Renewable Natural 

Resources Foundation


Renewable Natural Resources Foundation (RNRF) recognizes that sustaining the Earth's renewable resources base will require a collaborative approach to problem solving using biological, physical and social sciences, and design and engineering disciplines.

RNRF's misson is to advance the application of science and related disciplines in decision-making, promote interdisciplinary collaboration, and educate policymakers and the public on managing and conserving renewable natural resources.

New on RNRF BloG

EPA Releases Report on Risk Evaluation of Chemicals

EPALast week, the Environmental Protection Agency released an annual report on risk evaluation of chemical substances. The annual report is a requirement of the Frank R. Lautenberg Chemicals Safety for the 21st Century Act, which amended the Toxic Substances Control Act (TSCA).

The report lists the chemical substances that will undergo risk evaluation including those that will be initiated within the year and those that are expected to be completed within the year, and identifies resources necessary to complete these tasks.

Read more about the EPA's report on risk evaluation of chemicals on RNRF's blog, The Renewable Resources Report.

worldwide March For science to be held on april 22, 2017

The March for Science is a celebration of passion for science and a call to support and safeguard the scientific community. Recent policy changes have caused heightened worry among scientists, and the incredible and immediate outpouring of support has made clear that these concerns are shared by hundreds of thousands of people around the world.

The March will take place in public spaces around the world on April 22, 2017. Activities will include marches and rallies, open houses, children's science festivals and teach-ins.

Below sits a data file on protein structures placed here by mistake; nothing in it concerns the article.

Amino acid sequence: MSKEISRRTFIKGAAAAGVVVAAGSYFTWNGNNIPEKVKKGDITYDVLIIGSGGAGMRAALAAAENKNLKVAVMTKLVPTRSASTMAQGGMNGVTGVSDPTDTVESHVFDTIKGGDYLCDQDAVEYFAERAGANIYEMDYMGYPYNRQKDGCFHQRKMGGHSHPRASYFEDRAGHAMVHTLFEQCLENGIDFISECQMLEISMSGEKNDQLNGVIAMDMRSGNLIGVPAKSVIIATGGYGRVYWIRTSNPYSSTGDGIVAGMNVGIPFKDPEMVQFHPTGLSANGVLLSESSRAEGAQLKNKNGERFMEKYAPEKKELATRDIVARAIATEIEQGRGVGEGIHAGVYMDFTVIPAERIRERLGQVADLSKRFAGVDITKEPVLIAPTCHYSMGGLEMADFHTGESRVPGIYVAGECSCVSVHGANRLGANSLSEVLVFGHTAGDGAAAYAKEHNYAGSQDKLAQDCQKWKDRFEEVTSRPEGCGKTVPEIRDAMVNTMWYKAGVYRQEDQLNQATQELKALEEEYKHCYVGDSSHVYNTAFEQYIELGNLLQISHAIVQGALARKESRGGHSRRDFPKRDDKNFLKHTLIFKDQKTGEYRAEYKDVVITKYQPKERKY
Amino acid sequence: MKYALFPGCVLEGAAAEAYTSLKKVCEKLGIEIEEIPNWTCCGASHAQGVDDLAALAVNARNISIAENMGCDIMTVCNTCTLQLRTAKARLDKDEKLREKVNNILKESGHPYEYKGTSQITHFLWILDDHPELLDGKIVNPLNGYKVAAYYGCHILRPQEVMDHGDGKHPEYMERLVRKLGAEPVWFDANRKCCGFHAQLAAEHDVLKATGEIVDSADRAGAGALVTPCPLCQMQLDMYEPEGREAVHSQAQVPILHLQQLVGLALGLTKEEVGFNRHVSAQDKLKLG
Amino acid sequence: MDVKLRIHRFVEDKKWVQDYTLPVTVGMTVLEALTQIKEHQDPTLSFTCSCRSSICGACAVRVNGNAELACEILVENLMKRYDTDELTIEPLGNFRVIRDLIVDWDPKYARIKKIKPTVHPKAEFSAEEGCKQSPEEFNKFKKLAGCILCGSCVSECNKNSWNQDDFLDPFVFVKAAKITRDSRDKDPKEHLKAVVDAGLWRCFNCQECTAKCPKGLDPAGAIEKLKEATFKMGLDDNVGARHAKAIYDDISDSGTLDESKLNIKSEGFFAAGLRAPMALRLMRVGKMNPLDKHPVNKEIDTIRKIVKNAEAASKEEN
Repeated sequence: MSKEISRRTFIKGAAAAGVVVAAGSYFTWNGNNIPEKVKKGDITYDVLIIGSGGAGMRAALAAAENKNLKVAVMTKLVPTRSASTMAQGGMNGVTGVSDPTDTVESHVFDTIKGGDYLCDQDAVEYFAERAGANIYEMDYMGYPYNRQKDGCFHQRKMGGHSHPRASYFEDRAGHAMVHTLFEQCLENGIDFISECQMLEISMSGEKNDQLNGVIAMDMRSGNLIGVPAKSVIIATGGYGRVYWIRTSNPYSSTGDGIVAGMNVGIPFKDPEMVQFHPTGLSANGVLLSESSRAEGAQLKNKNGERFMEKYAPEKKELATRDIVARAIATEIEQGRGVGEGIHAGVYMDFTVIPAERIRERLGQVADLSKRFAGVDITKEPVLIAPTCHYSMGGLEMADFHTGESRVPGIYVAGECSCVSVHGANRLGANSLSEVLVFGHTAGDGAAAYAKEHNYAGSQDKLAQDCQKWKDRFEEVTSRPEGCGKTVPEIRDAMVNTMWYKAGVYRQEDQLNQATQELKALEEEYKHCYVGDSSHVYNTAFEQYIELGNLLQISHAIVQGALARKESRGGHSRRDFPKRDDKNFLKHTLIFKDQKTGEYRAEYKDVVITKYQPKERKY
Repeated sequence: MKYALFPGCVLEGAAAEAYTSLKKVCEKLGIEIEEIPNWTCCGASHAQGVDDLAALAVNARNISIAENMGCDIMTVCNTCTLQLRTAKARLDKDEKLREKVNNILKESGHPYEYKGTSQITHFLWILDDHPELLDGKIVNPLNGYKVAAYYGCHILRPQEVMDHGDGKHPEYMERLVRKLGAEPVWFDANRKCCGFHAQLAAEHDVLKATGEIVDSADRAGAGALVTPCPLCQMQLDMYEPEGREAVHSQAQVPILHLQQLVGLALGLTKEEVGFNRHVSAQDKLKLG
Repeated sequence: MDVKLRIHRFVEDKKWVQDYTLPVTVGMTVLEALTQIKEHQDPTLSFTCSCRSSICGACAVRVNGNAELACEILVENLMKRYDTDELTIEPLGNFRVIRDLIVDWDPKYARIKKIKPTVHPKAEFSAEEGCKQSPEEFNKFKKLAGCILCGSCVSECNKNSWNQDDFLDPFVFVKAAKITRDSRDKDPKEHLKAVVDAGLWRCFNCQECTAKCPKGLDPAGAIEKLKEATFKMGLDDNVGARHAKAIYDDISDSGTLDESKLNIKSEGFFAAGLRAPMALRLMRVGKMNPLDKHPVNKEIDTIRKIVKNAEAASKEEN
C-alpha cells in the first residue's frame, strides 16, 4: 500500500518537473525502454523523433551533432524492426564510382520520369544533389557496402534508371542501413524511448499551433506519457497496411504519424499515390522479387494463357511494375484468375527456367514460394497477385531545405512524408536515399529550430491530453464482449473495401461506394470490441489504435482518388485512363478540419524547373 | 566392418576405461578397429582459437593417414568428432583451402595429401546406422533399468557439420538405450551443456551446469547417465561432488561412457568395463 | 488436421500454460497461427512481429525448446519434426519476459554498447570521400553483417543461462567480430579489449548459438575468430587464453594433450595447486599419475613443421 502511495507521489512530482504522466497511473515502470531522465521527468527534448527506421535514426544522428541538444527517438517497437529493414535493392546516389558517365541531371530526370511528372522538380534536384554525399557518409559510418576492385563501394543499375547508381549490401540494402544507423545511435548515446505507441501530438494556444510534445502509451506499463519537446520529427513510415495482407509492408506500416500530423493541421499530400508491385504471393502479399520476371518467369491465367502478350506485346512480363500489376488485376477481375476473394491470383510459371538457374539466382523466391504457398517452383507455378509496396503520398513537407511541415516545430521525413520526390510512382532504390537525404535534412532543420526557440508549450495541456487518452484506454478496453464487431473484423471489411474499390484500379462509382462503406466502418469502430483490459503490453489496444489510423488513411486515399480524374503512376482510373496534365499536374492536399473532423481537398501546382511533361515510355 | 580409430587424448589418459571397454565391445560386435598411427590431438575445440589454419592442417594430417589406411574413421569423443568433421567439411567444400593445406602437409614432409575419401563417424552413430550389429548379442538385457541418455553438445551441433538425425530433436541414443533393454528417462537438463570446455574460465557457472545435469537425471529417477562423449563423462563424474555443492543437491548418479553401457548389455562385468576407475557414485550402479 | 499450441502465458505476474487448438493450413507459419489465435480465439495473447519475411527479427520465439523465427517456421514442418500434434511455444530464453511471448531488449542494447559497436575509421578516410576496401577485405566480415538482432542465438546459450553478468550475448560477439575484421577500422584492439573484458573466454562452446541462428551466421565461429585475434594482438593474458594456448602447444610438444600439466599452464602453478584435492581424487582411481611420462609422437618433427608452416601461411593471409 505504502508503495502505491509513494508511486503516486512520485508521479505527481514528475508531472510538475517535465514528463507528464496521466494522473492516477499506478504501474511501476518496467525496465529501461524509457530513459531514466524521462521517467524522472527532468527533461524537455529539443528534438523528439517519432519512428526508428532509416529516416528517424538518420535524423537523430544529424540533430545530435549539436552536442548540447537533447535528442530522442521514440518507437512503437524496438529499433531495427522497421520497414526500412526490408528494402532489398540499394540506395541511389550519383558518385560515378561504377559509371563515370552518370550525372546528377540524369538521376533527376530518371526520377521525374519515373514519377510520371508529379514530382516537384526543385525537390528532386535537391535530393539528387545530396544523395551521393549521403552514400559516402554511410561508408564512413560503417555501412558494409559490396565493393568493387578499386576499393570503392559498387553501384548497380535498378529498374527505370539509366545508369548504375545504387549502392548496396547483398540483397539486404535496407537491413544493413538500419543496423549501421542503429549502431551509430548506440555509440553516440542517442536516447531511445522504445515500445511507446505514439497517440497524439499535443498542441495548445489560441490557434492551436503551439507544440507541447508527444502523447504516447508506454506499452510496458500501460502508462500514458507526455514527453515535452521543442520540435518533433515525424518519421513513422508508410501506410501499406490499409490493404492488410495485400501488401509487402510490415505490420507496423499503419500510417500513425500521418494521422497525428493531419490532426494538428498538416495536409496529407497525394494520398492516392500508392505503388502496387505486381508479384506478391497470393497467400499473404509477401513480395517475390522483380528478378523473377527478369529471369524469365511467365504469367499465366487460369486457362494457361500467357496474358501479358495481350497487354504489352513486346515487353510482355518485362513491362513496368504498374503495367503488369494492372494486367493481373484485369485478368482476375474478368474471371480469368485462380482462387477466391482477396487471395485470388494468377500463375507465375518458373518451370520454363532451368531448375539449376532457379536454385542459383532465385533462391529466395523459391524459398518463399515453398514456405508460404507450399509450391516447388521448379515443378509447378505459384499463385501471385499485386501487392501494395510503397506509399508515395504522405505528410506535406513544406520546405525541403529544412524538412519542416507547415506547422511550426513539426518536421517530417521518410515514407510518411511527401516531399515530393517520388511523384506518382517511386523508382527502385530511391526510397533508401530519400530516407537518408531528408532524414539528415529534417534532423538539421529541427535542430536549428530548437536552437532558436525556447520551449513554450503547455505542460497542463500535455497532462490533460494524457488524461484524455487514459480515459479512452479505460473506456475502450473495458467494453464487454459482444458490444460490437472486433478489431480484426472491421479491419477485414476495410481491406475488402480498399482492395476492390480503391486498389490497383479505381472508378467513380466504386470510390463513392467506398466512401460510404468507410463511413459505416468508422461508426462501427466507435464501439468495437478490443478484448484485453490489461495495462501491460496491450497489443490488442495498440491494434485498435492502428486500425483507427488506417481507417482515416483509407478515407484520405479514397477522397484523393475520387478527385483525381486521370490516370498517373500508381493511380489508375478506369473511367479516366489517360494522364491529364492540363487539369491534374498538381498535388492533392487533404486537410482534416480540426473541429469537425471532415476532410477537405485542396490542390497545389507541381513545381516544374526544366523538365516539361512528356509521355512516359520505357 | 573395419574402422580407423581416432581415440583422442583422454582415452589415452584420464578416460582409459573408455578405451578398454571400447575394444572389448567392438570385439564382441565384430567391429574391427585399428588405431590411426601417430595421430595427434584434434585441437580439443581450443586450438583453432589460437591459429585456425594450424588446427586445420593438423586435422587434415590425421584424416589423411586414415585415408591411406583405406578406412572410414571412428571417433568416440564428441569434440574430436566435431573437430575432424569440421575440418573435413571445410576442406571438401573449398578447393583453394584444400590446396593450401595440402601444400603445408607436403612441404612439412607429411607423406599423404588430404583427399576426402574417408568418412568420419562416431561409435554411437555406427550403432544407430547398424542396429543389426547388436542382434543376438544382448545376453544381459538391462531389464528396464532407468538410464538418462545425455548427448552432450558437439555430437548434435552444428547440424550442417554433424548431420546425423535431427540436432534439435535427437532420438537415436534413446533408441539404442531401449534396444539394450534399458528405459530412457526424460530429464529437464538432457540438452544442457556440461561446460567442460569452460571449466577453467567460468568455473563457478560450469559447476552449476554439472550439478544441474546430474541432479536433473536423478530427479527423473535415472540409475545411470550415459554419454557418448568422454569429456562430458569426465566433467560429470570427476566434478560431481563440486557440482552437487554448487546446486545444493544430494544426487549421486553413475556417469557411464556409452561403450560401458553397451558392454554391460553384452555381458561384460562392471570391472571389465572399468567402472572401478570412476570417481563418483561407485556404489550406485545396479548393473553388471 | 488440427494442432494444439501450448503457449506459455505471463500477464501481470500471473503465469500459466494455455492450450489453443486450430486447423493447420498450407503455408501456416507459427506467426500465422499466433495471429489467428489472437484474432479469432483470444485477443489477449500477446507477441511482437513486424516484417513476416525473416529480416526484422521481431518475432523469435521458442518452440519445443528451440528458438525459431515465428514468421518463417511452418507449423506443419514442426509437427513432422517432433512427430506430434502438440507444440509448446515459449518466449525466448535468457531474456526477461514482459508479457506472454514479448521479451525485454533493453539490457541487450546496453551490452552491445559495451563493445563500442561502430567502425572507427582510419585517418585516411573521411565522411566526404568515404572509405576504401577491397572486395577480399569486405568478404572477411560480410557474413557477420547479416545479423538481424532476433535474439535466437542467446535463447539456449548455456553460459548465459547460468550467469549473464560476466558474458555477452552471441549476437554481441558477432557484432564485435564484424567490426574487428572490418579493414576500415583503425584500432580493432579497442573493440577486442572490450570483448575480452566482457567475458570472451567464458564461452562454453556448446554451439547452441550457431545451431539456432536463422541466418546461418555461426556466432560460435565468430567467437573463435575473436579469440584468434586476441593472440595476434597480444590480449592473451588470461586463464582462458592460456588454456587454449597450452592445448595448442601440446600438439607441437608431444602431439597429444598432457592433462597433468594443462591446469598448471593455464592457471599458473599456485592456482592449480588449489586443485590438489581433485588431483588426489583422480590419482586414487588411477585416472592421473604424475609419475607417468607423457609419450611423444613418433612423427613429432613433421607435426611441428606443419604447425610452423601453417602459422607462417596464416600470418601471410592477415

For more information on the March for Science, to find a local march, or to register a satellite march, please visit the following website.
https://www.marchforscience.com/

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Publications


Renewable Resources Journal
Volume 30 Number 4

Report of RNRF Congress on Harnessing Big Data for the Environment

The volume of data generated today – and our ability to process and analyze it – are unprecedented. Ubiquitous sensors, expansive data storage systems, and increasingly advanced computational capabilities have changed the way we generate, store, and analyze data. This new big data paradigm results in data sets that are too large and too complex to be processed by traditional applications. When supported by emerging analytical capabilities, big data represents a source for ongoing and refined discovery and analysis of social, market, and environmental trends and opportunities.

Big data represents a new frontier in data collection and analysis, but is not without challenges. These include the cleaning, storage, and visualization of raw information, as well as information privacy...

Chapters:


Executive Summary: Observations for the Future

The Data Revolution and What it Means for the Environment

Frontiers in Data Collection, Storage and Sharing

Frontiers in Data Analysis, Visualization, and Application

Data Needs for Natural Resources Management and Environmental Policy:
        Water
        Land Cover

Continuing Sequestration Under the Budget Control Act of 2011: Impacts on Science and Technology Funding

Private Sector Capabilities

Public Sector Role and Capabilities

Case Studies:

U.S. Integrated Ocean Observing System (IOOS)

Global Forest Watch

Vital Signs

Biodiversity Information Serving Our Nation (BISON)

IBM Smarter Cities: Infrastructure (Water, Transportation, Energy)





WHAT'S NEW?

Call for 2017 Awards Nominations

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RNRF's 2016 Congress on Harnessing Big Data for the Environment took place in Washington, DC on December 6-7, 2016.

The congress website can be accessed here. The congress report can be accessed here.

DID YOU KNOW...

For 50 years, the Land & Water Conservation Fund has safeguarded natural areas, water resources and cultural heritage. After allowing funding for the program to expire on September 30, 2015, Congress issued a three-year reauthorization of the fund on December 16, 2015. The program will be funded at $450 million in 2016, a 50% increase over 2015 funding levels. Click here for more information about this valuable program.



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